Local greenhouse makes changes to operations during COVID-19 pandemic
Starting Monday, landscapers will be allowed to come to spruce up your yard with spring flowers and mulch. But what if you want to do the work yourself?
Gardening is a great way to get outside and make your home more appealing, but working on your green thumb is harder during the pandemic.
"Gardening's a great thing to do when you're stuck at home. I like to keep gardens, and this is the year to expand the operation," said Michael Upton of South Hero.
Like many in our region, Upton is planting to pass the time. After more than 20 years of gardening with Claussen's, he says the experience looks and feels a little different this season.
"Usually we like to go inside and browse around in the greenhouses, but they've set things up nicely out here," said Upton.
"It's a whole new way of doing business. Curbside is not normal for us," said Chris Conant, the co-owner of Claussen's Florist, Greenhouse & Perennial Farm in Colchester.
Normally, customers can roam the rows of flowers, succulents and cacti to their heart's desire, but the doors are closed to the public until further notice.
Conant says creating a system where people can pick out products strictly outside or online has kept the company going amid the coronavirus outbreak.
Trusting customers will call in with their credit card to pay for the plants, and the colder climate poses an additional challenge, as they can only put out plants that'll survive like pansies.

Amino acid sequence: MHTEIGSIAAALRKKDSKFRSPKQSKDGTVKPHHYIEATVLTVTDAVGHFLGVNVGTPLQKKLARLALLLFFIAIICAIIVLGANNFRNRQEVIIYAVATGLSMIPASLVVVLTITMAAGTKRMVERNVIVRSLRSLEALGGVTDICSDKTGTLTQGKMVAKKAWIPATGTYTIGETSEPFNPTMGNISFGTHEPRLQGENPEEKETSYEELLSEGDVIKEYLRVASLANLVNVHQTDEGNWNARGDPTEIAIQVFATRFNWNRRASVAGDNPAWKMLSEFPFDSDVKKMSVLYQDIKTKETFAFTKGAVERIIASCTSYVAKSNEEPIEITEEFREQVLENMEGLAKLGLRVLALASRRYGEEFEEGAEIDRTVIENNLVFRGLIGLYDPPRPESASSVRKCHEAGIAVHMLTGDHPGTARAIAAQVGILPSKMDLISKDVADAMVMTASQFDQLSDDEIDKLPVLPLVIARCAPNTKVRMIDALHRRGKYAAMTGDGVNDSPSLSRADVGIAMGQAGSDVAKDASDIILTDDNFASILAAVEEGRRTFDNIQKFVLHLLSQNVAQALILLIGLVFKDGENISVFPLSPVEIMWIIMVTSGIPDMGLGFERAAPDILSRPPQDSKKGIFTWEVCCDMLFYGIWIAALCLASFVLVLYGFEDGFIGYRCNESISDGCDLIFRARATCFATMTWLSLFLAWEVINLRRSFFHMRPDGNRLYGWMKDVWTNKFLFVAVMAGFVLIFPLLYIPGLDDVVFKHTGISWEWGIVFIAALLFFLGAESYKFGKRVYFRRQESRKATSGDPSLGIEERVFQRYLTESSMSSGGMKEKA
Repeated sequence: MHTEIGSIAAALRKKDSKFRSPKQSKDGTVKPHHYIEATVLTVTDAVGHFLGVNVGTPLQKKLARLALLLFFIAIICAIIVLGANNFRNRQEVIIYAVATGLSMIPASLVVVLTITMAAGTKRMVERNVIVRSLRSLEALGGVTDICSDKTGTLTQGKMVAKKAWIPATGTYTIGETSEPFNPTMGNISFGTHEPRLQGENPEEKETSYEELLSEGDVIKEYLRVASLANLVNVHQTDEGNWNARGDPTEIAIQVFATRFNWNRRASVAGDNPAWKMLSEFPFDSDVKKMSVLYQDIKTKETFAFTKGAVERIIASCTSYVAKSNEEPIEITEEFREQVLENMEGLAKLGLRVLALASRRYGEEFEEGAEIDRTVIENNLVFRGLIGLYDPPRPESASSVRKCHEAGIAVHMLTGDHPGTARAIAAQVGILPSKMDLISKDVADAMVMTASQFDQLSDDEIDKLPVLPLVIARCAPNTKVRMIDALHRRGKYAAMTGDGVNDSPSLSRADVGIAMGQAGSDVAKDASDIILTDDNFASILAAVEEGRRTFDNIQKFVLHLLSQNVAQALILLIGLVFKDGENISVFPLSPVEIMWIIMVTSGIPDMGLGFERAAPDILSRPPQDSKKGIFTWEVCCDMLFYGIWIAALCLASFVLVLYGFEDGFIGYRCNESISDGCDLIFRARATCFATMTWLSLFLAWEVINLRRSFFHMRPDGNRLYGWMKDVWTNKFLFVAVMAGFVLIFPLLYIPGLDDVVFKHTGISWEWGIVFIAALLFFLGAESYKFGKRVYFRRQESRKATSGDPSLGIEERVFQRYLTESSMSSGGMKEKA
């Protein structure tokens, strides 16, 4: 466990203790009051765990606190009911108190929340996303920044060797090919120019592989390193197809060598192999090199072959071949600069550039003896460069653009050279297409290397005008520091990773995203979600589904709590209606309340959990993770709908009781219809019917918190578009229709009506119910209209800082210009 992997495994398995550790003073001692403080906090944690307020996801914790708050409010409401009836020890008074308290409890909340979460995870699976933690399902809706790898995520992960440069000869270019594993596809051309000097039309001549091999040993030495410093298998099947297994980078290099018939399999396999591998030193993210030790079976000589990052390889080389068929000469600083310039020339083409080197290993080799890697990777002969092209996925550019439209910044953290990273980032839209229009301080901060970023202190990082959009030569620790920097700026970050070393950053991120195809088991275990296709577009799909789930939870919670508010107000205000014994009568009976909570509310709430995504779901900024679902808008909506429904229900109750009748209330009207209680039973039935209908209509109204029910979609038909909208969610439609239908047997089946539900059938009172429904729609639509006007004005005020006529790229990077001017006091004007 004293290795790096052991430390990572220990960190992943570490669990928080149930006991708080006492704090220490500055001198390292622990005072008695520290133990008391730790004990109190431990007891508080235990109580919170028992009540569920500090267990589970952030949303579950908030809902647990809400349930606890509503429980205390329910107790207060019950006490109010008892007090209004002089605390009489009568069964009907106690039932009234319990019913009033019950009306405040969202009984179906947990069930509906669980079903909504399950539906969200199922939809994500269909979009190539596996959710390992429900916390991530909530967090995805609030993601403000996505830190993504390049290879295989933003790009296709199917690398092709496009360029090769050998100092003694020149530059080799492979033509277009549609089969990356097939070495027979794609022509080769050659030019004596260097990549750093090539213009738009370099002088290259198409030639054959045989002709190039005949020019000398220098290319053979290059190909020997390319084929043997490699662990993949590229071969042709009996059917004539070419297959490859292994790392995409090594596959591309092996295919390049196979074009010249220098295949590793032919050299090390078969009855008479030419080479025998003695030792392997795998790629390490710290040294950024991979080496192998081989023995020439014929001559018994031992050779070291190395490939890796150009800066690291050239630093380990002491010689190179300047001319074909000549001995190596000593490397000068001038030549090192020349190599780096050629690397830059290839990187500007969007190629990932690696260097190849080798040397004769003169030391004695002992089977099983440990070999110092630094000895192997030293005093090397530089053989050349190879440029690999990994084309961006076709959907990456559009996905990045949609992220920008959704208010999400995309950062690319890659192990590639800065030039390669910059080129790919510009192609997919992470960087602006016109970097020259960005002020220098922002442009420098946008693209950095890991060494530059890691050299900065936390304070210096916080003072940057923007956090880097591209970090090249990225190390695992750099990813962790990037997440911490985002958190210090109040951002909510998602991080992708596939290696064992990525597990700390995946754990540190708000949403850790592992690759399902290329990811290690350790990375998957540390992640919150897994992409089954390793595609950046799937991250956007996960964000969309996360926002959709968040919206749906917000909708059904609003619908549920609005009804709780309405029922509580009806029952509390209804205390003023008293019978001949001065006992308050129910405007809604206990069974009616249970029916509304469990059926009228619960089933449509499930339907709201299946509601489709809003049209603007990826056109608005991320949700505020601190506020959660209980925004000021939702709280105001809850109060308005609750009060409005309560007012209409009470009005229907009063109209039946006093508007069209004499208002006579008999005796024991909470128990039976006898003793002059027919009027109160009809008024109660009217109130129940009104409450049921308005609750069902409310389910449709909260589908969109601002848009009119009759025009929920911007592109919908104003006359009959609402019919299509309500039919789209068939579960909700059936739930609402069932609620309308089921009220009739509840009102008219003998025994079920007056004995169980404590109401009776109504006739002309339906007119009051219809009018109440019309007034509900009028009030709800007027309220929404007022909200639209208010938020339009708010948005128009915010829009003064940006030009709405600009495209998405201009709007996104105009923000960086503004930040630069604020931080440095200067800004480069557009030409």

Plus, Conant says they have far fewer people working in the greenhouses. The co-owners furloughed 27 employees to limit exposure to COVID-19. Only 10 who live on the property are taking on the transition.
"It's exciting and, at the same time, it's exhausting. A lot of emotion goes into gardening," said Conant.
That's just 10 people tending to 40 greenhouses where they're preparing for the thousands of orders that will pour in come May.
"I hope that the gardening season is going to be stronger than ever, stronger than ever, once it opens up because everybody is so itching to get their hands dirty and get out in the yard," said Conant.
For now, customers like Paula Laidlaw of Winooski say they're browsing to brighten these darker days and boost their struggling spirits.
"It's just so hard to get out of the house to do anything, and gardening is my escape from the inside of the house," Laidlaw said.
Conant says Claussen's is selling four times more vegetable and herb seeds now than they have in the last four years.
Though it's tempting to start tending to your gardens now, he says patience is important. If you plant some seedlings now, like tomatoes, they may not survive the spring.
If you want to get your garden fix, he suggests putting perennials in the ground first.